On March 20, 2019, the United States Supreme Court issued a unanimous decision in Obduskey v. McCarthy & Holthus LLP, No. 17-1307, finding a business solely engaged in non-judicial foreclosure actions is not a debt collector under the Fair Debt Collection Practices Act, except for the limited purposes of the prohibited actions listed in Section 1692f(6).

As we previously reported, this action originally arose out of non-judicial foreclosure proceedings that a national bank, through Appellee McCarthy & Holthus LLP, initiated against Dennis Obduskey in connection with a home mortgage loan he defaulted on in 2009.

As a part of its foreclosure attempts, McCarthy & Holthus sent Obduskey a letter containing information about the debt as well as certain disclosures, including disclosures regarding McCarthy & Holthus’ status as a debt collector and Obduskey’s rights to dispute the debt or seek validation. Although Obduskey disputed the debt, McCarthy & Holthus failed to provide verification, and instead initiated a non-judicial foreclosure proceeding.

Obduskey filed an action against McCarthy & Holthus and the national bank in the United States District Court for the District of Colorado alleging the defendants violated the FDCPA and Colorado state law. The district court dismissed the FDCPA claims based on what it perceived as the majority view that foreclosure proceedings do not constitute the collection of a debt. On appeal, the Court of Appeals for the Tenth Circuit affirmed the district court and also found that both defendants were not debt collectors under the FDCPA. Obduskey appealed and the Supreme Court granted certiorari on June 28, 2018.

Writing the unanimous opinion for the Court that affirmed the Tenth Circuit’s decision, Justice Breyer focused on the plain language of the FDCPA’s definition of a “debt collector” as found in Section 1692a(6). That Section defines a “debt collector,” as “any person . . . in any business the principal purpose of which is the collection of any debts, or who regularly attempts to collect . . . debts.” However, the definition then goes on to state, “[f]or the purpose of section 1692f(6) . . . such term also includes any person . . . in any business the principal purpose of which is the enforcement of security interests.” Considering this language, the Court queried as to whether an entity exclusively engaged in “the enforcement of security interests” under the latter portion of the definition is considered a “debt collector” with respect to all provisions of the FDCPA, or only a “debt collector” with respect to the prohibited actions listed in Section 1692f(6).

Prior to turning to its analysis of the plain language of Section 1692a(6), the Court found that non-judicial foreclosure proceedings do constitute an attempt to collect a debt under the FDCPA. The Court conceded that if the definition of a debt collector excluded what it called the “limited purpose” definition with respect to Section 1692f(6), McCarthy would then be considered a debt collector, subject to all provisions under the FDCPA. Turning back to the language of Section 1692a(6), the Court highlighted the use of the word “also” in the limited purpose definition as a clear indication that “one who does no more than enforce security interests does not fall within the scope of the general definition.” A contrary interpretation, the Court found, would render the limited purpose definition superfluous.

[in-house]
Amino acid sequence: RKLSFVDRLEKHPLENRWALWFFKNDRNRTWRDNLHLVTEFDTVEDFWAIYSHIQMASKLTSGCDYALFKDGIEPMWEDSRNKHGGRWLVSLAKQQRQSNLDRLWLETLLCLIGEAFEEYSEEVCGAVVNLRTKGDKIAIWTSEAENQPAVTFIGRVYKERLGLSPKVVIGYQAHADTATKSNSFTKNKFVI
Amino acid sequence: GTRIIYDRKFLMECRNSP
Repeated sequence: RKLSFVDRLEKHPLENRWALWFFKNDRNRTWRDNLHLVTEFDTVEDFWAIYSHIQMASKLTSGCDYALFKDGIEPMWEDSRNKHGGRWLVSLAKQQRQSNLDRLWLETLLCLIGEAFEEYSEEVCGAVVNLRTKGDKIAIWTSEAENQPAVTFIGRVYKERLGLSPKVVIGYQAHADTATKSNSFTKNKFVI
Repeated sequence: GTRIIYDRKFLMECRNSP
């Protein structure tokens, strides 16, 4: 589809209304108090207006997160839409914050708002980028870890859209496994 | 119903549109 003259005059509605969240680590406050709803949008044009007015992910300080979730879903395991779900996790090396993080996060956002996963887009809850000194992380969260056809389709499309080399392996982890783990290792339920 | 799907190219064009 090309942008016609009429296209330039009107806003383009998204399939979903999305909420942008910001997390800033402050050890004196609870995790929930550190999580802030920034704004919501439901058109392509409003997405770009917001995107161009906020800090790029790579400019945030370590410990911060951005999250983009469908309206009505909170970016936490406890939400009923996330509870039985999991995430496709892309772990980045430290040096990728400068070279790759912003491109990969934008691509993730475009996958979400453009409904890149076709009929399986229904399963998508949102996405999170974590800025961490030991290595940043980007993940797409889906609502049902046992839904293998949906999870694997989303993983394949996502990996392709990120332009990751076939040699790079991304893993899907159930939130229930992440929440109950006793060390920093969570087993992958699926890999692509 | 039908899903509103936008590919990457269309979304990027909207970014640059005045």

In support of its interpretation, the Court also cited potential conflicts between the FDCPA and state nonjudicial foreclosure statutes as one reason Congress “may well have chosen to treat security-interest enforcement differently from ordinary debt collection . . . .” For example, the advertising of a foreclosure sale could run afoul of the FDCPA’s prohibition on communications with third parties in connection with collection attempts. Thus, in the Court’s opinion, it made sense that Congress would apply only Section 1692f(6)’s limited prohibitions to entities who solely seek to enforce security interests.

Finally, the Court found further support for its position in the that the legislative history of the FDCPA. In a prior version of the bill, entities tasked with enforcing security interests were subject to all provisions of the Act. The Court noted that a competing version of the bill sought to completely exclude such entities. The resulting language in the FDCPA, the Court noted, “has all the earmarks of a clear compromise: The prohibitions contained in §1692f(6) will cover security-interest enforcers, while the other ‘debt collector’ provisions of the Act will not.”

In a concurring opinion, Justice Sotomayor invited Congress to address the Court’s interpretation of “this complex statute” in subsequent legislation given that the “extent and method” of how States regulate nonjudicial foreclosures “var[ies] widely.” She also noted that “nothing in today’s opinion is ’to suggest that pursuing nonjudicial foreclosure is a license to engage in abusive debt collection practices like repetitive nighttime phone calls; enforcing a security interest does not grant an actor blanket immunity from the Act.”